tue 3/17



Drugdealer is the latest project from L.A.-based singer/songwriter Michael Collins. Previously known for his psychedelic lo-fi aliases Run DMT and Salvia Plath, Drugdealer is a more collaborative effort wherein Collins and friends mine the gold sounds of AM pop, soft rock and Laurel Canyon. Drugdealer’s latest release, the warm and wistful Raw Honey, features guest vocals from the likes of Weyes Blood and Ariel Pink, and was one of the more underrated indie pop/rock albums of 2019. The Drugdealer show at the Bootleg Theater last August — with Collins performing as an eight-piece band — was fantastic as well. —Matt Miner

wed 3/18

Stars From Mars 


Everybody knows about the Sunset Strip in the ‘80s — the rock & roll scene that gave the world Guns N’ Roses, Mötley Crüe, Poison, Ratt, Warrant, etc, etc. There were, of course, countless bands that were trying to break as big as the aforementioned groups, and many that barely scratched the surface. Sometimes, that’s because they weren’t very good, other times it was just bad luck or the fact that there’s really no justice in the music industry. Formed in the late ‘80s, Stars From Mars certainly had the look, and they developed a cult following that kinda still hangs about today. Their song “We Got Tonight” featured on the frankly amazing 2010 box set Hollywood Rocks, reminding the world that they existed, and they were a ton of fun. Ruby Carrera Band, Mr. Kicks and Mortis the Devil’s Reject also play. —Brett Callwood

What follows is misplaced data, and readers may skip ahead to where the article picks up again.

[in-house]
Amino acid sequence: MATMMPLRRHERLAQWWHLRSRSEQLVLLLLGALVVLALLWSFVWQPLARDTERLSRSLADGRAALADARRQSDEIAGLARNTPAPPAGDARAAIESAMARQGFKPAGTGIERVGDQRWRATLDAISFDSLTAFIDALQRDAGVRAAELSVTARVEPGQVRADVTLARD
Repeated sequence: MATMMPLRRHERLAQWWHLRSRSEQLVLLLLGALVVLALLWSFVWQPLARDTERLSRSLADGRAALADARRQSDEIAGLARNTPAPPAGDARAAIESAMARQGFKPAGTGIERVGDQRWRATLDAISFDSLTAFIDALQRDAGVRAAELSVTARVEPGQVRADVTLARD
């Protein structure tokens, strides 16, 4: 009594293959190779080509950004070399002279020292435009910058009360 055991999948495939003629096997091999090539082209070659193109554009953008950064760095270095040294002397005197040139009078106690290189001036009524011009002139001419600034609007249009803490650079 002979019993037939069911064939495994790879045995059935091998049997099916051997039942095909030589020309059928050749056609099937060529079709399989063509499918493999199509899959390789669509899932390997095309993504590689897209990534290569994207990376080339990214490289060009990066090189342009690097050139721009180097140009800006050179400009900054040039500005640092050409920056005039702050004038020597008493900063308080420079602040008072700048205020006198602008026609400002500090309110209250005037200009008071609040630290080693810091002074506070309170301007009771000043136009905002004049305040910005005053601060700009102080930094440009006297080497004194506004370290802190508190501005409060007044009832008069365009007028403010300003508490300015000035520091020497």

thu 3/19

Grace Potter


Grace Potter is a madly talented musician who can pump up thick sheets of gospel-infused chords on Hammond B-3 organ or play driving guitar with her Flying V and top it all off with her powerful, soulful vocals. The Vermont native first came to attention fronting Grace Potter & the Nocturnals, whose folksy style of classic rock and blues was thoroughly retro but nonetheless often satisfying. Potter attempted to expand her sound with elements of electronica and indie rock on the Nocturnals’ final album, The Lion the Beast the Beat, a trend that continued on her only intermittently engaging 2015 solo album, Midnight. But she returns to a more compelling R&B/blues style on her latest record, Daylight, which was produced by her husband Eric Valentine and gives the singer more of a chance to belt everything out freely. —Falling James

Jett Kwong


Jett Kwong has mastered the guzheng, a stringed, zither-like Chinese instrument, but her music is anything but quaint and traditional. Such intriguing songs as “Morpheus,” from the Los Angeles singer’s 2016 EP, Stark Night, are steeped in shadows and unfold like pretty but poisonous flowers. “Away” is a sensual pop ballad that is brightened by electronic instrumentation and Kwong’s contemplative, dream-laden vocal delivery. Other tracks range from the gently lulling sensuality of “Changes” and “Tokyo Bath” to the aptly titled “Beauty Song,” in which her artful plucking on guzheng is couched in a tranquil and engrossing string arrangement. “Cream” is even sweeter as ethereal harmonies swirl around Kwong’s languidly enchanting vocals. She celebrates the release of a new EP at tonight’s show on a bill with Beck Pete. —Falling James